Bringing the Text to Life

Servant Eyes Psalm 123

Servant Eyes

For thousands of years, we have been looking down to avoid the bite of deadly serpents. Now, the time has come to lift our eyes to God.

At a Glance

Anthropologist Lynne A. Isbell, in her book The Fruit, the Tree and the Serpent: Why We See So Well says that our distant relatives developed an exceptional ability to see and identify objects that were close by and in front of them. Those who had this ability were able to avoid snakebites -- a very real threat to human life, one that still kills 150,000 people a year. She says that looking down was crucial to the survival of human beings; the psalmist says that lifting our eyes, not dropping them, is key for a meaningful relationship with the Creator.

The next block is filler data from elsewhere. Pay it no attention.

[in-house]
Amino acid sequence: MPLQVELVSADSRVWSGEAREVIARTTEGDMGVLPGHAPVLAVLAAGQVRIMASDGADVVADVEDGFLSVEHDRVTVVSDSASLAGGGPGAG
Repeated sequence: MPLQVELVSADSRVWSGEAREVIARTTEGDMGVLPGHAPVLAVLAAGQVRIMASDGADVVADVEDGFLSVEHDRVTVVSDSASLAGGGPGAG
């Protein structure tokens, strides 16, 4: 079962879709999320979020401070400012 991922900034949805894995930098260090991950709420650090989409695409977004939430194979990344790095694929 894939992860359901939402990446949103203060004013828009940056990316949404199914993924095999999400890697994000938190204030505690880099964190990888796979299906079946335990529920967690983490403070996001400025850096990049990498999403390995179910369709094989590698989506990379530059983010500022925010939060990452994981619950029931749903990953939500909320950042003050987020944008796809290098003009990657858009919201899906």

Editors' Pick

For material based on this Old Testament text, see "Deborah's Memoir," November 13, 2005, at

Snake eyes.

That's what you see when you roll a pair of dice and get two ones. It's a loser in many games, and often associated with bad luck.

Our ancestors had snake eyes.

But for them, it was really quite lucky.

Over time, our ancient relatives developed eyes that enabled them to detect and...

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